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Mayoral Horse Race

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In an op-ed in the last issue of the Current, Frederick Williams noted that District 2 City Councilwoman Ivy Taylor, who is being considered for the interim mayor position, was hailed by members of the black community for being effective but met with criticism from the LGBT community. In 2013, Taylor voted against a city ordinance banning discrimination based on sexual preference and gender expression. Despite her vote, the NDO passed easily, supported by representatives of districts just as socially conservative as Taylor’s East Side. If Taylor is selected as interim mayor, she may have a chance to attempt to mend fences and maybe she already is doing so. But her 2013 vote could still be a substantial hurdle for any future politicking.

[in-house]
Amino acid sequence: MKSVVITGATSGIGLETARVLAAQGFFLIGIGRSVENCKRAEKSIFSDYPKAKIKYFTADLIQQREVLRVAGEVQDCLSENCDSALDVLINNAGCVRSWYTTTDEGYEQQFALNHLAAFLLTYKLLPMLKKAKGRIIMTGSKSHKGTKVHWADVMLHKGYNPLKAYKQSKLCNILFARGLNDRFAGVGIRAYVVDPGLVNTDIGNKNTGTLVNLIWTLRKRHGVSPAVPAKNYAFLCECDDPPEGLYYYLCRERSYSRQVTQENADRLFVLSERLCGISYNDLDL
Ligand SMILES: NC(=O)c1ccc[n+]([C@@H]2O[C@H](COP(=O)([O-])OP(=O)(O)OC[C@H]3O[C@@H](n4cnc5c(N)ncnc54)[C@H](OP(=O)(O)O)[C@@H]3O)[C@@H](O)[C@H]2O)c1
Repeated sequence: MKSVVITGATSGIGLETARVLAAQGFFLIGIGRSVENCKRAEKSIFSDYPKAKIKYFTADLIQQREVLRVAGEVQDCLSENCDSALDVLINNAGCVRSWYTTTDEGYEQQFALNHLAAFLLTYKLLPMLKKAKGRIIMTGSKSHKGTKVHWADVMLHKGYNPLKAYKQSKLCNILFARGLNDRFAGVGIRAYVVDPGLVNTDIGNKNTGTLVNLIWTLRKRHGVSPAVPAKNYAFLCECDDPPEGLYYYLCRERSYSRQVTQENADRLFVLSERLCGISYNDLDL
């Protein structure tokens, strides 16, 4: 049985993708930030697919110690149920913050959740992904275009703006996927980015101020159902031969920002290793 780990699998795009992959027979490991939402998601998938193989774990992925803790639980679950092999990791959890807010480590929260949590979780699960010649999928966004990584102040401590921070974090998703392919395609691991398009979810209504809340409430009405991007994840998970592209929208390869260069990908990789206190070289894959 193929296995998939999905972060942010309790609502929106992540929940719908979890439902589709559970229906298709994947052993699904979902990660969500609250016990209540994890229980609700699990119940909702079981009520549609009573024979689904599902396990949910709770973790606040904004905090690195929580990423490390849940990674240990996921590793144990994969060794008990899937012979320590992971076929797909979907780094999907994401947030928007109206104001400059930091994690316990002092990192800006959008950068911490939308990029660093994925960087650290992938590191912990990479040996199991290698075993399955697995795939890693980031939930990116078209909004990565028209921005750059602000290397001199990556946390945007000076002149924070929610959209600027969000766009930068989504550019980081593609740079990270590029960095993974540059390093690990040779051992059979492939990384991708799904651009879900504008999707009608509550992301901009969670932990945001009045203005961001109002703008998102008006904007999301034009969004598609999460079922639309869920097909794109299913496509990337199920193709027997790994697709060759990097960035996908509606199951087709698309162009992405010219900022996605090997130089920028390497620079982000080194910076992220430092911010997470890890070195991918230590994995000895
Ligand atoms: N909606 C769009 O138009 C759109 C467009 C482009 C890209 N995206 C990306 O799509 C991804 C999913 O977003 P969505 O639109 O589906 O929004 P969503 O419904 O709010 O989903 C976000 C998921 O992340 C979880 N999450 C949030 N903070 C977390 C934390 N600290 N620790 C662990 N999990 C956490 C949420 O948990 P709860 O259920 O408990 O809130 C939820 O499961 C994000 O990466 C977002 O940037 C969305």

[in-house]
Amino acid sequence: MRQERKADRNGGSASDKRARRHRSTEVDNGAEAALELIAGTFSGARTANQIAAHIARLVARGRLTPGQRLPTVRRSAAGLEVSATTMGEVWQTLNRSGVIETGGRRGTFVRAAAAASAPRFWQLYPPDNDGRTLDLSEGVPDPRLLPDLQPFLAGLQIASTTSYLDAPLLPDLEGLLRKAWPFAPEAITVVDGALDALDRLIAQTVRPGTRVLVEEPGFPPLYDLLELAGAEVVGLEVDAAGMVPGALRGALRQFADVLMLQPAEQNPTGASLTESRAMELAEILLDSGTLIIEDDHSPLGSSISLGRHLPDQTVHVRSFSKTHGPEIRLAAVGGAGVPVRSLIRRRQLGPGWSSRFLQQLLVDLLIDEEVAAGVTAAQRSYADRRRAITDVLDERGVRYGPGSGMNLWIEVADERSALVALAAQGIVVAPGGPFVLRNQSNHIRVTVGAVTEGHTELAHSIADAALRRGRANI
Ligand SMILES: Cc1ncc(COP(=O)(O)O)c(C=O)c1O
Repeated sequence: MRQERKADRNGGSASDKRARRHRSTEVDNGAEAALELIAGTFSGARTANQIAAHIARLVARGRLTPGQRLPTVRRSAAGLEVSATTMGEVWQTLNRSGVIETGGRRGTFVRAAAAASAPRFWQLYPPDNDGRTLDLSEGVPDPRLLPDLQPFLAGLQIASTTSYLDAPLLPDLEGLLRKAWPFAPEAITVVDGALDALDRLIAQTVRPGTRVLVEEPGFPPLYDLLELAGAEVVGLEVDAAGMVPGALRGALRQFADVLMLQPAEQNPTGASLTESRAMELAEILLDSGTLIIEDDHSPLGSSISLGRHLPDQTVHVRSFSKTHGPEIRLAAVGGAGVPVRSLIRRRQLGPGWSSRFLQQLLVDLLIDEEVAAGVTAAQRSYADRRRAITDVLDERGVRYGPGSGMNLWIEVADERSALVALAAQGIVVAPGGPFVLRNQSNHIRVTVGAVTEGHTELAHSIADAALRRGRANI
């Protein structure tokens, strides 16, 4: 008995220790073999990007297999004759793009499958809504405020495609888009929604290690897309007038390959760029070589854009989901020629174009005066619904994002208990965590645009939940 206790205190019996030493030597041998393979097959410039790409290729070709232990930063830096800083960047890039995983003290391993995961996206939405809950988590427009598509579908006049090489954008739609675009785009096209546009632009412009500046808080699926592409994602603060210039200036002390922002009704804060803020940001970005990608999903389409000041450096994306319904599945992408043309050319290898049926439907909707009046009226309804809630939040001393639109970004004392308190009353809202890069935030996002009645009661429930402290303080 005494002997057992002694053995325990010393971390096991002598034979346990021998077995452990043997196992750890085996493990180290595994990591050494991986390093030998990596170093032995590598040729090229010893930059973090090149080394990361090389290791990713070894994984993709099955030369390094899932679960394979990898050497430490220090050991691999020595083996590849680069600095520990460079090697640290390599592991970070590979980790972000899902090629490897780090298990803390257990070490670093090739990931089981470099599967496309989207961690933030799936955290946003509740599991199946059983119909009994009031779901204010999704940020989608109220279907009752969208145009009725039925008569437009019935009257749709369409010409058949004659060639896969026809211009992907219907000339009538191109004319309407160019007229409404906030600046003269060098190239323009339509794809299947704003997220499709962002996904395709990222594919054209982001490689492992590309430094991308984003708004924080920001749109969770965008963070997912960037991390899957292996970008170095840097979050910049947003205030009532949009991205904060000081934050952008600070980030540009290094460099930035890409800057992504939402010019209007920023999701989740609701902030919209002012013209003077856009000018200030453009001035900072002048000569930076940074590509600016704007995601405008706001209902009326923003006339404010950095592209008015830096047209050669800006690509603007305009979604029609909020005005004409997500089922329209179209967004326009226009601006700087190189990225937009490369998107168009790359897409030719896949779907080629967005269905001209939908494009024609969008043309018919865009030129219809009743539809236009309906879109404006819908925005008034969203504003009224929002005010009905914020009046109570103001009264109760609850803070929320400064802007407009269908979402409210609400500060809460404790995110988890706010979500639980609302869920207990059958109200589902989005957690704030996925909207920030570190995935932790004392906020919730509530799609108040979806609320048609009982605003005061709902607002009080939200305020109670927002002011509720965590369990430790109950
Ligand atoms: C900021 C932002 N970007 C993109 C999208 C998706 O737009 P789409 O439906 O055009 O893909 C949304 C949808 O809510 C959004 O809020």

In his popular progressive Texas politics blog Off the Kuff, Charles Kuffner rebukes Williams’ assertion that Taylor should be given the chance to “evolve” on LGBT rights: “President Obama stuck his neck out and showed leadership in 2012. Ivy Taylor had a chance to do that in 2013, with much lower stakes, and she declined.”

Given that Taylor has not expressed any interest in running in the general mayoral election, some local politicos are predicting she’ll instead look to further her political career in the state legislature. Yet, if that’s the case, she’ll need the support of state Democrats, who recently included “Personal Security and Equal Protection for LGTBQ Texans” as part of the party’s platform. Only time will tell if Taylor will choose to get in step with LGBT rights, or stay hindered by a small, but vocal, group of constituents.

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